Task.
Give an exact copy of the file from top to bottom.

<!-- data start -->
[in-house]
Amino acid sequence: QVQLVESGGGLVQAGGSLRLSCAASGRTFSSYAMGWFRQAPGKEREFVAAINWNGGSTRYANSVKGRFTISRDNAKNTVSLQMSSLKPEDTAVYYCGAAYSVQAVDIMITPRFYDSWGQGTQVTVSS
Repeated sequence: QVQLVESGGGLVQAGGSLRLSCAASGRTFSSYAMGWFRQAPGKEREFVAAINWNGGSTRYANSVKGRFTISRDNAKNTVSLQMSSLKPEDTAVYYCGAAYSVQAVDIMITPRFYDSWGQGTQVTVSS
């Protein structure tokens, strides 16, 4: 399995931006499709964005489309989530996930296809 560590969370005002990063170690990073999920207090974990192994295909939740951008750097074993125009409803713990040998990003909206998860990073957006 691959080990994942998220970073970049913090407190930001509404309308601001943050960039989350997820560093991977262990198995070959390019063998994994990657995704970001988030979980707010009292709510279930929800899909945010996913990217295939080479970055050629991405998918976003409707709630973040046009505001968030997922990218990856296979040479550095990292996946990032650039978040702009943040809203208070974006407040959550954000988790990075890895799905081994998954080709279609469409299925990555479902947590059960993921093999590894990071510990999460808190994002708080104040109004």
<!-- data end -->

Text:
[in-house]
Amino acid sequence: QVQLVESGGGLVQAGGSLRLSCAASGRTFSSYAMGWFRQAPGKEREFVAAINWNGGSTRYANSVKGRFTISRDNAKNTVSLQMSSLKPEDTAVYYCGAAYSVQAVDIMITPRFYDSWGQGTQVTVSS
Repeated sequence: QVQLVESGGGLVQAGGSLRLSCAASGRTFSSYAMGWFRQAPGKEREFVAAINWNGGSTRYANSVKGRFTISRDNAKNTVSLQMSSLKPEDTAVYYCGAAYSVQAVDIMITPRFYDSWGQGTQVTVSS
């Protein structure tokens, strides 16, 4: 399995931006499709964005489309989530996930296809 560590969370005002990063170690990073999920207090974990192994295909939740951008750097074993125009409803713990040998990003909206998860990073957006 691959080990994942998220970073970049913090407190930001509404309308601001943050960039989350997820560093991977262990198995070959390019063998994994990657995704970001988030979980707010009292709510279930929800899909945010996913990217295939080479970055050629991405998918976003409707709630973040046009505001968030997922990218990856296979040479550095990292996946990032650039978040702009943040809203208070974006407040959550954000988790990075890895799905081994998954080709279609469409299925990555479902947590059960993921093999590894990071510990999460808190994002708080104040109004």